There has always been an air of suspicion around the topic of Mental Health and Illness in our Indian society and conversations have been shoved under the carpet just like all other topics that have been stroked as taboo. The emotional instability and unhealthiness of one’s mind is often confused as dis functionality of the brain. The sanity of a mind is weighed and kept in retrospect to one’s material well-being, absolutely omitting and overlooking the fact that mental illness is a clinical disorder and can happen to anyone irrespective of their handsome account balance or luxury lifestyle.
The hypocrisy and pharisaism of Indian society related to such a sensitive issue is often reflected in their ways and manners of dealing with it. The older generation, due to their incompetence in understanding the exigency and acuteness of the illnesses, is too quick to pronounce the survivor as “mad” or “crazy” . The younger generation on the other hand despite having the resources, brains and leads to understand the gravity of the situation, choose to remain shallow and insensitive about it. The entire social media culture does push a major part of the youth to some extent to show or gain awareness regarding the matter. We cannot forget the fact that posting or being woke on Instagram stories does not ensure understanding or perceptiveness regarding the issue. This is the reason why youngsters are still non empathetic, rude and inconsiderate in reality and have zero sense of picking their words when trying to put across a point. And how can we not discuss the folksy and cursory commenting in groups about the “madness” of an unstable batchmate and passing it away by calling it mere joke liners.
Sushant Singh Rajput’s untimely and extremely disturbing news has caused a storm in the virtual world. At one point where it is extremely positive to see a movement, as efficacious and progressive as this, in rise, it also raises some questions – Is the movement just in the right direction? Do people know the cause well and the right ways to deal with it? On one hand we see masses going haywire on the web seeking justice for the actor and on the other we see a large number of people dumping hate on associated people who allegedly pushed Sushant to an unbearable point where he decided to take such a step.
It is reasonable for people to be outraged and infuriated and they certainly should be but is all the hate piling of any help ? Aren’t we doing with them what we accused them of doing with Sushant ? And honestly is it not possible that we might push one of them in the same bitter cussed hole that Sushant was in ? Better, more-effective and civilised ways can be practiced to boycott and teach a lesson to the ones at fault. People’s boorish approach and actions clearly display the fact that all the activism is of surface level and an expanded teaching is required for people to take up the issue more conscientiously.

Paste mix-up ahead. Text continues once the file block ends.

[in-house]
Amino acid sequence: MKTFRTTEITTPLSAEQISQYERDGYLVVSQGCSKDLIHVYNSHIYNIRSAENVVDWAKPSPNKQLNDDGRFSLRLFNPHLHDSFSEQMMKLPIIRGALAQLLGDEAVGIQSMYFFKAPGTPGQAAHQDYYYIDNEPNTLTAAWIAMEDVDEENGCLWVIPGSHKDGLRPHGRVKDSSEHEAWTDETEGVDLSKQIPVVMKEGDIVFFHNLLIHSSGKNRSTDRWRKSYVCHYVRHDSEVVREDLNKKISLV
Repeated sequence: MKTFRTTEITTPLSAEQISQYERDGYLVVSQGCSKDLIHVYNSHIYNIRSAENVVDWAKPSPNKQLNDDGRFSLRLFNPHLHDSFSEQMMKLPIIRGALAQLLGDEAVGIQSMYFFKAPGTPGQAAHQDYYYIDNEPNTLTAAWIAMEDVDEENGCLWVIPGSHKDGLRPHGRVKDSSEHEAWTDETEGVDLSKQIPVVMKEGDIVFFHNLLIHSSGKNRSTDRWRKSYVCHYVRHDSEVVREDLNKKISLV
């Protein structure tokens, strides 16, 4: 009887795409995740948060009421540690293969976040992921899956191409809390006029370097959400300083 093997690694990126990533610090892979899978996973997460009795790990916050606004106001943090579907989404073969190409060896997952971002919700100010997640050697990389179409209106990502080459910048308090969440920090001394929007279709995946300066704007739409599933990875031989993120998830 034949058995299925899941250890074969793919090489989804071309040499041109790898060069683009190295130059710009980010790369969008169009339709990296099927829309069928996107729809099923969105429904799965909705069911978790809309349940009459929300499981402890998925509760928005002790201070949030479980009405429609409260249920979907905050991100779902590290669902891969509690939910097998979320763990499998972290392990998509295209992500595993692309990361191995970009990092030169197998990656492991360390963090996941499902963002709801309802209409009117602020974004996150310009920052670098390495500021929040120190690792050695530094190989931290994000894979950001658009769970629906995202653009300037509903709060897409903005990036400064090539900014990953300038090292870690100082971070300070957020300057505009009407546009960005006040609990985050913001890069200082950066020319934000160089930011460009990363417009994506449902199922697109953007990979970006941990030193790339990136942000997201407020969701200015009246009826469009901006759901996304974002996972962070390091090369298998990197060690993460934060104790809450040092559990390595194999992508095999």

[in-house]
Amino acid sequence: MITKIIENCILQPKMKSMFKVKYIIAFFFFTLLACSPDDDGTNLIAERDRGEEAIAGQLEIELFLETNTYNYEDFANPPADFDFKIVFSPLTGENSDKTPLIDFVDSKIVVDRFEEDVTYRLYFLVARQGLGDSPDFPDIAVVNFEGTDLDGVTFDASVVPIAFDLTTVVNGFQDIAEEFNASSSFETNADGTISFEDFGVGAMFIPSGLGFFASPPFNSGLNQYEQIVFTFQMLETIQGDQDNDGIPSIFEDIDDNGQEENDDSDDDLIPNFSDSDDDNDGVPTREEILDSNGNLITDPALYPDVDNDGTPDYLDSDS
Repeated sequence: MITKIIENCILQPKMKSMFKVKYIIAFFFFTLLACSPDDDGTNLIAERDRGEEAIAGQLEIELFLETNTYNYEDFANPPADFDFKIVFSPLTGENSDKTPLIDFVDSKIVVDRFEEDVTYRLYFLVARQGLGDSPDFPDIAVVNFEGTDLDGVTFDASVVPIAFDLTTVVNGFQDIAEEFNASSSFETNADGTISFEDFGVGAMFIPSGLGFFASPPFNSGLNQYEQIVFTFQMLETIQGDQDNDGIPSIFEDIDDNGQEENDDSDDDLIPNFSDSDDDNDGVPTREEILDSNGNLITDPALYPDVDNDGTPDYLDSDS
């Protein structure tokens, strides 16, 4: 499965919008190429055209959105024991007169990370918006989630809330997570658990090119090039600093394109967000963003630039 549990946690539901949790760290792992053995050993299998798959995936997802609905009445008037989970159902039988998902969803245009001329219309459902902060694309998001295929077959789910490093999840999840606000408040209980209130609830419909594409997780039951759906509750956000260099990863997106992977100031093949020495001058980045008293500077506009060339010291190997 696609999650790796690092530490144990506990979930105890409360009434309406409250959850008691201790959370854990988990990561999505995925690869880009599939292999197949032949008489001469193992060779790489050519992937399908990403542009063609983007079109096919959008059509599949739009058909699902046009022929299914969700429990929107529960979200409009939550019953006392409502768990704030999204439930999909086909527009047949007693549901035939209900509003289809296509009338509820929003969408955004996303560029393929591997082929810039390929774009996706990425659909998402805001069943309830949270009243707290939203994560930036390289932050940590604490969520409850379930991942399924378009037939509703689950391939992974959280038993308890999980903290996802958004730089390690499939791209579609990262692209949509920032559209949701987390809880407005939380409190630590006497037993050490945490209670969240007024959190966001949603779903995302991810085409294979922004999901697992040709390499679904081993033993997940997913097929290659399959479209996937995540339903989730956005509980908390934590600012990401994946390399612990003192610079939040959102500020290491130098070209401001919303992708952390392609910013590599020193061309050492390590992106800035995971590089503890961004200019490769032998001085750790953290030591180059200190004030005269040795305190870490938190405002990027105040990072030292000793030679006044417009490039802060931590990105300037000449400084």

We inherit the keep-it-in-the-closet attitude from our families because nobody ever taught them to normalize the mental health stigma, so we as the present generation cannot expect anything from them. It is highly imperious and called for to remove the air of cynicism surrounding mental health for the coming generations.
Apart from a lot of shortcomings in our Indian education system, mental health and the taboo related to it stands at the top. Schools have failed children. Talking from personal experience, what I have seen with other batch mates and now what I see with my younger siblings, it is safe to say that schools and their teachers have limited awareness and decorum of how to deal with a mental health suspect. Now as I and a couple of my friends peep back in time we think of mates who very clearly resonated signs of mental illness or some sort of internal disturbance and they were not only completely ignored but also mocked by teachers. How can we ever forget or forgive all those teachers who are today a cause of grown men and women with unstable minds, pressure cookers of unsaid unheard feelings and damaged and fragile emotional stability with dangling self confidence. How is all this education even worth when it does not even teach us the basics of dealing with our own minds, bodies and insecurities?
When will it really be time for the happy kids, women and men to realize that IT IS NOT A JOKE. The illness is as serious as Cancer and it kills people too !
Kashish Chauhan is currently in the second year of her degree in Mass Media and Communications and further wants to do her major in Political Journalism. She is a Content Marketing enthusiast and has professionally done so for various companies. She is also a travel blogger and can be found in untouched lanes of a city. She looks forward to enhancing and expanding her horizons in related fields.